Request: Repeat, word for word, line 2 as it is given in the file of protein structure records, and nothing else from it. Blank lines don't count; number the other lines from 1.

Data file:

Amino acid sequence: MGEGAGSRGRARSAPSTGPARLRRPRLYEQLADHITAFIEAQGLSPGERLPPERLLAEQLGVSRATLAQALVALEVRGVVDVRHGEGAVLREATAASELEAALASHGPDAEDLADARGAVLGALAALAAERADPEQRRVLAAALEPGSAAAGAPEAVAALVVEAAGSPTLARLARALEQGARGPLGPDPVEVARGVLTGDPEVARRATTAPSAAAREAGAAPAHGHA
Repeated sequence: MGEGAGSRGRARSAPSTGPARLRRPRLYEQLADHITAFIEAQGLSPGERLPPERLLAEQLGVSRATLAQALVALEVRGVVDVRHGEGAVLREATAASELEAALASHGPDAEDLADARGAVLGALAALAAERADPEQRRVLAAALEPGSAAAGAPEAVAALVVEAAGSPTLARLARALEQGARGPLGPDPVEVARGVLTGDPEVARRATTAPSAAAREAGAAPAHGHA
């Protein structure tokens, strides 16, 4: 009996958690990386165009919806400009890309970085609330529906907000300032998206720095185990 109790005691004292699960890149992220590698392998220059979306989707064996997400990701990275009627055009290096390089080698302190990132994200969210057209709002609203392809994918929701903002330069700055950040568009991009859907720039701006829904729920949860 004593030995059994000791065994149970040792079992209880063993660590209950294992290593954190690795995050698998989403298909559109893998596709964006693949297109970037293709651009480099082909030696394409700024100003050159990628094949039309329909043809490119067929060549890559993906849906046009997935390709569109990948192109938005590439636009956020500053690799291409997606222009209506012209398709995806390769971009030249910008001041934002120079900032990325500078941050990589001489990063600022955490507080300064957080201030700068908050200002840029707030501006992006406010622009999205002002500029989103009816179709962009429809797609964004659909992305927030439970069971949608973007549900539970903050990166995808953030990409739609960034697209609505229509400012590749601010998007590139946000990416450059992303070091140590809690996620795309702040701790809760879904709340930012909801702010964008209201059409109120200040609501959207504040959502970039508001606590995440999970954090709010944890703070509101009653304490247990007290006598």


Repeated sequence: MGEGAGSRGRARSAPSTGPARLRRPRLYEQLADHITAFIEAQGLSPGERLPPERLLAEQLGVSRATLAQALVALEVRGVVDVRHGEGAVLREATAASELEAALASHGPDAEDLADARGAVLGALAALAAERADPEQRRVLAAALEPGSAAAGAPEAVAALVVEAAGSPTLARLARALEQGARGPLGPDPVEVARGVLTGDPEVARRATTAPSAAAREAGAAPAHGHA